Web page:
Nathan Kleczewski, Extension Specialist – Plant Pathology; email@example.com
Small Grains Disease Update
Diseases remain hard to find in the majority of fields. When they do occur they are in the lower canopy. I have not seen any difference between fields or research plots sprayed with fungicides at flag or earlier and those without. It is likely that the penetrating cold temperatures dinged the primary source of inoculum, pushing the disease progress curve back. In addition, the cool, windy spring kept plants short and canopies dry. Temperatures are now warmer and fields can hold more humidity and that’s likely why we are now seeing things increase. In variety trials those varieties with the most powdery mildew are just barely present on the F-2 leaves. Read below for information on recent humid and wet weather as it pertains to flowering small grains.
Reminder to Sign Up for Head Blight Updates
Please remember to sign up for scab alerts and check the Delaware/Maryland Scab commentary on the FHB prediction Center website often. Now is the time to be making decisions pertaining to scab sprays as fields are getting ready to flower or are flowering in some cases. Remember the disease triangle- we need the pathogen on the host at a susceptible stage, AND the right environment. The extremely humid weather we had on Wednesday and Thursday was favorable for spore release and infection of flowering wheat. This resulted in an increase in the scab risk on 5/15. Heavy rains are expected Thursday evening through Friday, which will likely further increase scab risk in many areas of Delaware and Maryland. Luckily most people were not caught by surprise this year and already had lined up fungicide applications. The following is my commentary from the FHB prediction center website from 5/14/13: http://www.wheatscab.psu.edu/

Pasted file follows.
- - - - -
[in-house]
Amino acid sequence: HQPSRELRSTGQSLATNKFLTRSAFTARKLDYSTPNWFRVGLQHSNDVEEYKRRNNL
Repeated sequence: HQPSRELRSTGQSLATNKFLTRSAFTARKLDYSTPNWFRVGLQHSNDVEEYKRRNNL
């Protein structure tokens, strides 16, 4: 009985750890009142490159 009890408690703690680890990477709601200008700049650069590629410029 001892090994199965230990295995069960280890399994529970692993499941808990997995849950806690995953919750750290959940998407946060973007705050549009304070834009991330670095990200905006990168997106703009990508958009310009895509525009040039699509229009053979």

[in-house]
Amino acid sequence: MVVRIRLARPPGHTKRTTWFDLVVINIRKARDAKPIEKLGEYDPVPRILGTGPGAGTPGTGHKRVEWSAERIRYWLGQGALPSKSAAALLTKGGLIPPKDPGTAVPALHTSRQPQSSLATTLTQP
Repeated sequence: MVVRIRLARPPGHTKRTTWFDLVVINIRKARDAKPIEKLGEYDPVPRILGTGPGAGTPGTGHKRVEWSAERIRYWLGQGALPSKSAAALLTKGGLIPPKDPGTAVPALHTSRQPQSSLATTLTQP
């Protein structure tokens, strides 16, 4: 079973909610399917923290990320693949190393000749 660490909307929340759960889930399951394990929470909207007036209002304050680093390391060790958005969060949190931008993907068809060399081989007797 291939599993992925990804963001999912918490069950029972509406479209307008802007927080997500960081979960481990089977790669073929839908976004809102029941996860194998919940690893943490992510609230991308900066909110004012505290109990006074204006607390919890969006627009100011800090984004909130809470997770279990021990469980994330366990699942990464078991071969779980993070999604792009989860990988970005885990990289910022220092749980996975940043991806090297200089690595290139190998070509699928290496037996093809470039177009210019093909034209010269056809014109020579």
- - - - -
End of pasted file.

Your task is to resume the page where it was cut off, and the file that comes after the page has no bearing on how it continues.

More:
“Delaware and parts of Maryland are now in a moderate to high risk level for scab. I expect this risk to continue through the weekend with heavy rains expected tonight and Friday. Fields entering flowering are at the highest risk for scab. The best fungicides for scab are Prosaro, Caramba, and Proline. Do not apply products containing a strobilurin (e.g. Aproach Prima, Quilt, Stratego, Headline, Quadris, etc) as strobilurins have been associated with elevated DON levels when applied to the head and scab occurs. There is a 5-6 day window after the majority of a field is flowering and conducive weather occurs to make a fungicide application and maximize efficacy. Ground rigs should have nozzles angled at least 15 degrees in the forward direction and apply at least 10 gallons per acre, with 15-20 being optimal. Aerial applicators should apply at 5 gallons per acre. Shoot for 300 to 350 micron droplet size. Prosaro, Caramba, and Proline will control foliar diseases.”
Any important updates will also be posted on the Field Crops Disease Management Blog: http://extension.udel.edu/fieldcropdisease/
The FHB risk map as of 5/15/2015 at 10:45 am.